New York Times best-selling author, Veronica Roth does not disappoint in Book 2 of the Divergent Series, Insurgent. In this highly anticipated release, mystery and suspense are sure to take readers on a literary adventure! Promote this Audiobook on your site today with the link below:
Check out all the best audiobook bestsellers for May. Enjoy
Microsoft has officially unveiled the new Surface RT & Surface Windows 8 Pro editions. Full specifications are explained in this video. Enjoy!
Authored by G. Wiesen and can also be found here: http://is.gd/cp8oLr
A dual camera is a type of digital camera designed to provide a user with the functionality of both a still camera and a video camera. While many digital cameras designed to take still pictures also allow for video to be captured, this functionality is often fairly limited. Use of a dual camera, however, allows someone to have all of the features and options provided by a video camera while also having the various features found on a still camera. This type of camerais often designed in a way similar to a video camera in terms of style and aesthetic.

The main purpose of a dual camera is to provide a user with a single device that can be used to capture both still images and video images at high definition or quality. Many digital cameras designed to capture still images can also capture video images. There are even mobile phones and similar devices that can be used to capture still and video images in a digital format. Still cameras that can capture video, however, usually do so at fairly low quality but a dual camera is designed to maintain high standards of quality for both types of images.
A dual camera usually allows the user to change between the two modes of usage. When still image mode is used, the camera functions like a basic digital camera and often include functions such as zooming, timed photography, and a flash for additional lighting. A dual camera that is set for video mode includes various functions and features expected of a video camera. This can include reduction of blur and bouncing from movement while in use, the ability to record without holding a button down, and controls over the quality of the video captured with regard to picture resolution and file size.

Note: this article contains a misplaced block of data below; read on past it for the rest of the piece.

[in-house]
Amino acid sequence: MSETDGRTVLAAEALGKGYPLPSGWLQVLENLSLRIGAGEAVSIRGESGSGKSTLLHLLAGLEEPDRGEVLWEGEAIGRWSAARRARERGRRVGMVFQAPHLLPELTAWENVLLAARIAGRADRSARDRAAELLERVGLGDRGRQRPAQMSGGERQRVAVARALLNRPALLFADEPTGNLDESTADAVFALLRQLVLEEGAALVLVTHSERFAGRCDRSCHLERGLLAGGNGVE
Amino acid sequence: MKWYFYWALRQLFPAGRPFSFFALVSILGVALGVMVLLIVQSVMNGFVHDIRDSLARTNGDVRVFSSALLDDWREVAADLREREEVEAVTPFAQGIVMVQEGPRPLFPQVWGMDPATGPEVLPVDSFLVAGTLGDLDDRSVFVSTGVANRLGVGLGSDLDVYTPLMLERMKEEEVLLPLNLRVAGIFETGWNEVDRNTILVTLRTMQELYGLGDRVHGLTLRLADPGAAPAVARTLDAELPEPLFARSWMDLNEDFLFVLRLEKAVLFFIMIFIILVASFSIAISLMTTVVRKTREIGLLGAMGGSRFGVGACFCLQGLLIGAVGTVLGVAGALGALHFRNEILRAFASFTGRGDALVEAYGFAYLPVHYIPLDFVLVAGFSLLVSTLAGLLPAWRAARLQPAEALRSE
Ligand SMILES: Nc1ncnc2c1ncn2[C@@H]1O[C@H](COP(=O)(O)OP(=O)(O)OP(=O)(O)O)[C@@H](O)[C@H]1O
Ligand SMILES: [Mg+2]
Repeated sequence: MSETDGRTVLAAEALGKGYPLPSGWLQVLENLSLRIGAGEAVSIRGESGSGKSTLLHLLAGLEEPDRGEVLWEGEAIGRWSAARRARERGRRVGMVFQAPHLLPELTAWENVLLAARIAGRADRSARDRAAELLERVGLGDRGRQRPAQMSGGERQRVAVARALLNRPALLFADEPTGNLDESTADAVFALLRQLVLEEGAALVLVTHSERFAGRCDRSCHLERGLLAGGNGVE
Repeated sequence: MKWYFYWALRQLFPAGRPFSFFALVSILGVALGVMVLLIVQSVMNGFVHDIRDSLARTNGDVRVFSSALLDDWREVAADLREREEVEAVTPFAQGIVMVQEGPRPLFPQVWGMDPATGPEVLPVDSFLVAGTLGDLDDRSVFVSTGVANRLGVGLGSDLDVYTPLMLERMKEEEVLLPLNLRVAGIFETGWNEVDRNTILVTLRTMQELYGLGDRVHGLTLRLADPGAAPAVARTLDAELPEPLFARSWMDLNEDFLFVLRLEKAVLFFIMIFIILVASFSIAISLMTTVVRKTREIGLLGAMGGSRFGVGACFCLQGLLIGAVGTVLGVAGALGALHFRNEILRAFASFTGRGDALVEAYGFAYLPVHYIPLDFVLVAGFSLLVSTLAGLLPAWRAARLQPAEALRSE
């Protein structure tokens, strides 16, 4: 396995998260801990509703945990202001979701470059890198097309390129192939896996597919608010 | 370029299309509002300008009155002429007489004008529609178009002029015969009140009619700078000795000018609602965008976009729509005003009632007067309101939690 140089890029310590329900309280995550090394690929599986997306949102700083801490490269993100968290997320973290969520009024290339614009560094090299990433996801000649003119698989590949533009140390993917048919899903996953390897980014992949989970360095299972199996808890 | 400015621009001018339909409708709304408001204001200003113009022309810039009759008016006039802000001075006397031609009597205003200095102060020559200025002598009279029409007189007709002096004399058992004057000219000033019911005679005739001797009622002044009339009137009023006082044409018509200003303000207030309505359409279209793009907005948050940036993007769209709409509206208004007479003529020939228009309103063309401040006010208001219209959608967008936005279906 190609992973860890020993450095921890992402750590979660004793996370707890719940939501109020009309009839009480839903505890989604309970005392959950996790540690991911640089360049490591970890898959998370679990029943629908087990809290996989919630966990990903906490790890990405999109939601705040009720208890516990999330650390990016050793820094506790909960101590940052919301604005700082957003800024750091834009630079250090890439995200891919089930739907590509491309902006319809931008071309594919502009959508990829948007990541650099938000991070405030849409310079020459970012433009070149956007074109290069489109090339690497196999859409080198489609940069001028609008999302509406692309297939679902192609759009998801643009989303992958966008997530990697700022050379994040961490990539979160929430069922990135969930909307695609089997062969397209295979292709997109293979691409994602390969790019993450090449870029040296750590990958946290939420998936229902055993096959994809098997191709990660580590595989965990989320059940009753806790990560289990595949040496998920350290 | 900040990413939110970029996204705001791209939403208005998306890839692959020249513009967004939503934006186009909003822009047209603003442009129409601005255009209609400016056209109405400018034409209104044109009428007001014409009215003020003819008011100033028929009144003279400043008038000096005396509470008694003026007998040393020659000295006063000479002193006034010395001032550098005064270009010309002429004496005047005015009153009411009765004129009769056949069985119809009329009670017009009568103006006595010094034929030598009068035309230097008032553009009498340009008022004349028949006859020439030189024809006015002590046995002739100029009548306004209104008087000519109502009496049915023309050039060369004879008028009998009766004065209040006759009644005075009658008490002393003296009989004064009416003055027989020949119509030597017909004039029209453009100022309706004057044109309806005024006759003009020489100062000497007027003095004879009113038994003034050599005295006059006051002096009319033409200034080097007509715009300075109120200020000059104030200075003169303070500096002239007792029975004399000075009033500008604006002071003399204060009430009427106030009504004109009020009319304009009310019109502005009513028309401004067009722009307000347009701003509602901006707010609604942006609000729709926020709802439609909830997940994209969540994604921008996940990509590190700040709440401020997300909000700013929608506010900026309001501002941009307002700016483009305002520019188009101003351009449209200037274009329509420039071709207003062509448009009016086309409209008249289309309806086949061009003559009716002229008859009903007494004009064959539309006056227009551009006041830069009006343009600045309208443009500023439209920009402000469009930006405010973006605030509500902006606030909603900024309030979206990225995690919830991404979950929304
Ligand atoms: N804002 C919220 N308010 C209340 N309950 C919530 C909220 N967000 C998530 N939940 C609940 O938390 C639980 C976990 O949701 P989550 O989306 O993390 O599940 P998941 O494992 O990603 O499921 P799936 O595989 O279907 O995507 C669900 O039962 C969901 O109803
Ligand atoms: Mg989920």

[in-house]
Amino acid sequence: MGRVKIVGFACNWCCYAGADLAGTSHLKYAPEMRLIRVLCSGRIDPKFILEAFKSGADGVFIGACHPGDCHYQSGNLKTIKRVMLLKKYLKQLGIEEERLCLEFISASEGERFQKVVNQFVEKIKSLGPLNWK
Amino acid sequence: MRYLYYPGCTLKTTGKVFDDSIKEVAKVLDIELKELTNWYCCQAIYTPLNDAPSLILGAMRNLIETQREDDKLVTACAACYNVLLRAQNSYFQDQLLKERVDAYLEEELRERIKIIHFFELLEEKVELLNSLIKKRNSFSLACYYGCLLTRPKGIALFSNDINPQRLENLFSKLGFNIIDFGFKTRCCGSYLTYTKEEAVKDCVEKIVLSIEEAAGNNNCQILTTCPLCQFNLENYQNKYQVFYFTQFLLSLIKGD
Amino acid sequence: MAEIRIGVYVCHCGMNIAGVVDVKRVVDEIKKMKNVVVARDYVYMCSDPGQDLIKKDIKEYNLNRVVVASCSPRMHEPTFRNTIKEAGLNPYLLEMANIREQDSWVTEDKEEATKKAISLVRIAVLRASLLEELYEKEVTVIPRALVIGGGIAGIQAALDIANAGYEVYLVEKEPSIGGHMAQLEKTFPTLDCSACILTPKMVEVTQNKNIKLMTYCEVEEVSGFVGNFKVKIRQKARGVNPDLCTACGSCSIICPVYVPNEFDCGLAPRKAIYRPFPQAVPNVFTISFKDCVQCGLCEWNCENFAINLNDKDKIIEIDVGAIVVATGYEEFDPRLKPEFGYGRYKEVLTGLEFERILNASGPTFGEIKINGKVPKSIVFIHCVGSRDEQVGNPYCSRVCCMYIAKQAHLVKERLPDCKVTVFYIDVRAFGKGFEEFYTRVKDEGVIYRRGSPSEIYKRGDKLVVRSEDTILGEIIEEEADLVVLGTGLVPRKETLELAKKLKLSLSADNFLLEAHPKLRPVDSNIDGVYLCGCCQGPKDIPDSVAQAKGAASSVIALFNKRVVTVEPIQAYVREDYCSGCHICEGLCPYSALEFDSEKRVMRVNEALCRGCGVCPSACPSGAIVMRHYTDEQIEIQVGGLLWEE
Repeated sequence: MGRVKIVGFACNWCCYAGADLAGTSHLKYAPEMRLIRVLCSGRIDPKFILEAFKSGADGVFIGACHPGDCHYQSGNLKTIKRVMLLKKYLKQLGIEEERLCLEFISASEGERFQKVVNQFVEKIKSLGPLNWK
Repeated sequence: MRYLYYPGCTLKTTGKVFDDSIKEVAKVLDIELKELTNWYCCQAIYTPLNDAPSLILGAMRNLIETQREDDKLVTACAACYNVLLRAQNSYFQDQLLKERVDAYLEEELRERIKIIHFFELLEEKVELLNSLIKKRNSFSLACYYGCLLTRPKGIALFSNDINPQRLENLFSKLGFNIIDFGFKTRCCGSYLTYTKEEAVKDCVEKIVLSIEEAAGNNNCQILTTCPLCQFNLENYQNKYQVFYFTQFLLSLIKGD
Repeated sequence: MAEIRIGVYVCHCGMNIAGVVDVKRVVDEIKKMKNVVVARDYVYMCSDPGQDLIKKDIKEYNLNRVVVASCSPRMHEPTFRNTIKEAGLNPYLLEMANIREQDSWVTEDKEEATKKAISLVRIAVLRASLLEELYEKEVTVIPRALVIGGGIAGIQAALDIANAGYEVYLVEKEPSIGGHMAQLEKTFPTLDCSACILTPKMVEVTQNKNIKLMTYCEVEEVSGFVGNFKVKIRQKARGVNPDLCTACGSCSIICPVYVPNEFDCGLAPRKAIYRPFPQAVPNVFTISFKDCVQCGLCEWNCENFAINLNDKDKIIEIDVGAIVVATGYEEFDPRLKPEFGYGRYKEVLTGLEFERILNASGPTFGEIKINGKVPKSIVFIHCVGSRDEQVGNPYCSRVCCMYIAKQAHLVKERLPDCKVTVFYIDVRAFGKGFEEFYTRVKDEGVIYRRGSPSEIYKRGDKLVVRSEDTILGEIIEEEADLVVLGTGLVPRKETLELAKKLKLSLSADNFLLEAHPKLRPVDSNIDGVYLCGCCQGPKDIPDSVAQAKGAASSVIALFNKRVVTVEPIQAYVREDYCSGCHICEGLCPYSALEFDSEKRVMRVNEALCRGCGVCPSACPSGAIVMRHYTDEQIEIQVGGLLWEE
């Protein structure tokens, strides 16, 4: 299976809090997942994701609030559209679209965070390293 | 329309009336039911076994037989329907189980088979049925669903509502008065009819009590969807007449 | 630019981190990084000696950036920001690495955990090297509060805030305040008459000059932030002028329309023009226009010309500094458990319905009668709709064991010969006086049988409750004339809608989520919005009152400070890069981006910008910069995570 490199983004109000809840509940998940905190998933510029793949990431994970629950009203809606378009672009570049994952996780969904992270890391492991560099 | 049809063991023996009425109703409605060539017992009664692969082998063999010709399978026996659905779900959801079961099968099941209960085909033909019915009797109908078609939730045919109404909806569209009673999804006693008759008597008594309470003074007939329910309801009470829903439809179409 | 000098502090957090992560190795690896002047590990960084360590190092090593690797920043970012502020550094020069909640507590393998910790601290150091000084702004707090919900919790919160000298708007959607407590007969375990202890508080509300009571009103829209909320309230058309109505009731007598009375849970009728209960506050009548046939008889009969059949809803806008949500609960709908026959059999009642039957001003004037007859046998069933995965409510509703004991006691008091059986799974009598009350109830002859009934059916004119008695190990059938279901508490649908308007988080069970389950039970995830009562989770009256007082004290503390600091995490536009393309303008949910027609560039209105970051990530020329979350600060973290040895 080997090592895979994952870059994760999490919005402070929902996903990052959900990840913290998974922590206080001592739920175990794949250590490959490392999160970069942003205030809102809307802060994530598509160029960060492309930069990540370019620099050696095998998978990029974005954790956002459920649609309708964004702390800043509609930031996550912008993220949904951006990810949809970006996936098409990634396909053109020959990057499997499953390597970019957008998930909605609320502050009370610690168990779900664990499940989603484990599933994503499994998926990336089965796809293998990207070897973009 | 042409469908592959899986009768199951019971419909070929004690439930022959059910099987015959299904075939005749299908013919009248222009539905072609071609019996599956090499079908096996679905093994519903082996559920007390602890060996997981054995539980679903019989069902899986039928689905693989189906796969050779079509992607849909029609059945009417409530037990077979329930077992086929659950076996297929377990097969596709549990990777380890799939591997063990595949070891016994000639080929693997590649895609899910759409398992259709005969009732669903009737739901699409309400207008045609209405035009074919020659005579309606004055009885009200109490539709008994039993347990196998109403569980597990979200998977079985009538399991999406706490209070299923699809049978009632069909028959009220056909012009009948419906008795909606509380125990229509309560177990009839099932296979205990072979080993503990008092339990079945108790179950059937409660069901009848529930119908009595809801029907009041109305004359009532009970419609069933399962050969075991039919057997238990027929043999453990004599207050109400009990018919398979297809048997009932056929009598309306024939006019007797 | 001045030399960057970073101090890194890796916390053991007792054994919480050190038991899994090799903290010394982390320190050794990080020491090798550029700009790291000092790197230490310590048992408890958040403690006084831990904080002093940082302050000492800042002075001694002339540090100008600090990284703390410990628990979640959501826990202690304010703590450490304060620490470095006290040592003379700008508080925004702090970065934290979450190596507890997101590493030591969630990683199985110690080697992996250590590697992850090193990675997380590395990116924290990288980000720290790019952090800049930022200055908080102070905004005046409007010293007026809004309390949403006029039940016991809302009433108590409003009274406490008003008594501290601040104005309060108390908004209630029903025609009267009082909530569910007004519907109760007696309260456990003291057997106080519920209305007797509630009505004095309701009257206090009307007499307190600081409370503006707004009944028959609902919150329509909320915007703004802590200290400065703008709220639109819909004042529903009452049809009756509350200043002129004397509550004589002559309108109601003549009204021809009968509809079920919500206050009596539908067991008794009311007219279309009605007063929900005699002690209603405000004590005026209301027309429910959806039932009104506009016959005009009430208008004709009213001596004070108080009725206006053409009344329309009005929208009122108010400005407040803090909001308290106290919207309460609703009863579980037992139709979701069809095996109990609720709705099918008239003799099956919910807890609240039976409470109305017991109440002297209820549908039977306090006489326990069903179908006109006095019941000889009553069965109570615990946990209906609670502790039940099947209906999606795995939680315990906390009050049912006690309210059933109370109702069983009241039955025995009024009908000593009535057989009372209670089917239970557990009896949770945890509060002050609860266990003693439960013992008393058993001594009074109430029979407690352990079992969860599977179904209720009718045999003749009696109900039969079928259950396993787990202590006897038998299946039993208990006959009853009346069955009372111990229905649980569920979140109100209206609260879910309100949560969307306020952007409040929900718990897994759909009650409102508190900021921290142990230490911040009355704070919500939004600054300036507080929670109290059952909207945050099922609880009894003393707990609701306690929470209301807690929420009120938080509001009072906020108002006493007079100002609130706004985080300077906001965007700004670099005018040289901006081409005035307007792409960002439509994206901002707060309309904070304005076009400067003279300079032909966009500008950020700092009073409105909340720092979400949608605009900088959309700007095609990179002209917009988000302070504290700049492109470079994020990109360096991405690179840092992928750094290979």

Though different companies manufacture a dual camera, they are typically designed to resemble a video camera. A basic digital camera is often designed to appear and function more like an older film camera. While this certainly works well for taking still images, such a design can make capturing video images more difficult. The design and aesthetic of a dual camera more closely resembles video cameras to allow the user to more easily hold the camera still while viewing the images he or she is recording.
For all your digital camera needs, please check out our digital cameras page.
Authored by Dan Cavallari and can also be found here: http://is.gd/hMVB3x
A few major considerations must be noted when you are choosing the best compact digitalcamera. Models differ in size, features, function, and memory storage, so you will need to do a bit of research to find the compact digital camera that will work well for you. Think about whether you will use the unit in inclement weather, or if it is possible that the camera will be exposed to moisture. If this is likely, you may want to consider purchasing a waterproof unit that can be safely submerged in water without damaging the electronics.

Consider purchasing a compact digital camera that is small enough to fit in a pocket, but large enough to be handled easily. All the buttons should be easy to press, and menus should be easy to navigate. Many modern models feature large LCD monitors on the back of the camera to make viewing pictures easy. Choose a large display on the compact digital camera so you can quickly view photos you just took to ensure they are composed properly and are not blurry, overexposed, or underexposed. Many models will feature automatic exposure metering as well as automatic focusing, but these features do not always work flawlessly; a larger display will help you spot mistakes before you go home and export the photos onto a computer.
The type of memory storage can vary from model to model as well. The two most common types of memory storage are compact flash (CF) cards, and secure digital (SD) cards. SD cards tend to be much smaller than CF cards, making them lighter and easier to store. They are, however, more fragile, so more care will need to be taken to prevent damage. They can also be lost more easily. CF cards are generally reserved for larger cameras, such as DSLRs, though some compact digital camera models may feature CF cards for more storage space and higher write speeds. SD cards will allow the entire unit to be smaller, though they are not likely to have as high a storage capacity.

Take note of how many megapixels the model you are considering features. This number will have an impact on the resolution and sharpness of the photos you take. It is wise to choose acamera with at least three megapixels so the pictures you take are sharp even when printed out on photo paper. Generally speaking, the higher the megapixel number, the larger the prints you will be able to create. The sharpness of the photos may also increase with the megapixel rating.